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Implementing Workplace Diversity, Equity, And Inclusion Starts At The Top | Sharra Owens-Schwartz


Guest: Sharra Owens-Schwartz (LinkedIn)
Company: Rocket Software (Twitter)

Research has shown that organizations with more diversity in the C-suite frequently outperform those that do not. Yet, progress is slow and greater awareness and education is needed around the topics of diversity, equity, and inclusion. From there, organizations need to build processes and procedures to support these initiatives and bake it into their company culture.

In this episode of TFiR Mainframe Matters recorded at the Open Mainframe Summit in Philadelphia, Swapnil Bhartiya catches up with Sharra Owens-Schwartz, Vice President of Diversity, Equity, and Inclusion at Rocket Software, to discuss the DEI challenges in the workplace and insights into how organizations can become more inclusive.

Key highlights from this video interview:

  • The mainframe community has several generations in the workforce. Owens-Schwartz says while it is exciting to have such a diverse group of people, the complexity of having varying levels of identity around age, race, gender, ability, and sexual orientation has become a business imperative.
  • The mainframe is built and run by people. For companies to grow, Owens-Schwartz believes they have to be innovative, engaged, and willing to invest in people as individuals. When people feel included, they perform better and make better decisions.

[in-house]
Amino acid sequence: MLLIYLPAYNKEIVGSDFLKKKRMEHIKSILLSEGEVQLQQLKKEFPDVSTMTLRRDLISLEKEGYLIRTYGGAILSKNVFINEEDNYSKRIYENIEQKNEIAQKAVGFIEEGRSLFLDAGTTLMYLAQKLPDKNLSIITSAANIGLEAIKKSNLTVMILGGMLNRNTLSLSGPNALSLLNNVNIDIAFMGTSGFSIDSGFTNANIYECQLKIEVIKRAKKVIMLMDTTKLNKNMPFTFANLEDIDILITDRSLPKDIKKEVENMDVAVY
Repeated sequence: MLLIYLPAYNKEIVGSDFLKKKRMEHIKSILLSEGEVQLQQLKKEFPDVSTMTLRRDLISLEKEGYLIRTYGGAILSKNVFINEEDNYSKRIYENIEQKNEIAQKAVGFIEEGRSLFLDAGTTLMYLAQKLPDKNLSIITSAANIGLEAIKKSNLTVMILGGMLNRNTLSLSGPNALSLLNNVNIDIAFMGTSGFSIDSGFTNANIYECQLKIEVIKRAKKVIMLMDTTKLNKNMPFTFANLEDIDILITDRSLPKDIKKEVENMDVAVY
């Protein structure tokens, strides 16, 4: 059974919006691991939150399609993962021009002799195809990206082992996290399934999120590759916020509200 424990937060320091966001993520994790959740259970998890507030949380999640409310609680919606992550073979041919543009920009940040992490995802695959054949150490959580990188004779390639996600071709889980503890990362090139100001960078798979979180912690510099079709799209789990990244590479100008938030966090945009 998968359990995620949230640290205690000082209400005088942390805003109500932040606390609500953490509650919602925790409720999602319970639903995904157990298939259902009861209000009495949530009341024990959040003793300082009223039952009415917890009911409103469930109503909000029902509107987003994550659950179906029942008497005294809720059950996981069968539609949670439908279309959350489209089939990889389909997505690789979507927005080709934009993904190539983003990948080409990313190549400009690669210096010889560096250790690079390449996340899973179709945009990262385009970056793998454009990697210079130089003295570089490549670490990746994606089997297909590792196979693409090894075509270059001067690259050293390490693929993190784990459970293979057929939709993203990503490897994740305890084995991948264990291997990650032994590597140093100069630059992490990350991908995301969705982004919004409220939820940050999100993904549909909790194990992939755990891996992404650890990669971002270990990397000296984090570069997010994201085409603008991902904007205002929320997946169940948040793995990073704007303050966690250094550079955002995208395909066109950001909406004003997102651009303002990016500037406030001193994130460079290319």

• Making Our Strong Community Stronger is a collaborative initiative with Rocket Software, Broadcom, BMC, IBM, Virtual Z Computing, Tech Channel, and Open Mainframe Project coming together to raise awareness and education within the mainframe industry on diversity, equality, and inclusion.
  • Owens-Schwartz discusses the goals of the initiative and how they are achieving these through webinars on topics such as neurodiversity.
  • She explains the importance of psychological safety, where people can be their authentic selves and express their ideas and not be penalized for being different or saying something different. She discusses the importance of building a foundation for psychological safety so that we can embrace our many differences.
  • CEOs need to be onboard diversity, equality, and inclusion since the rest of the organization, from the executive team down to the managers and workers, will follow. Practices, procedures, and processes need to be in place within the organization.
  • Although men and women take up half the population, we still see an over-representation of men, particularly white men, in the C suite. Owen-Schwartz would like to see more women, particularly women of color.

The summary of the show is written by Emily Nicholls.

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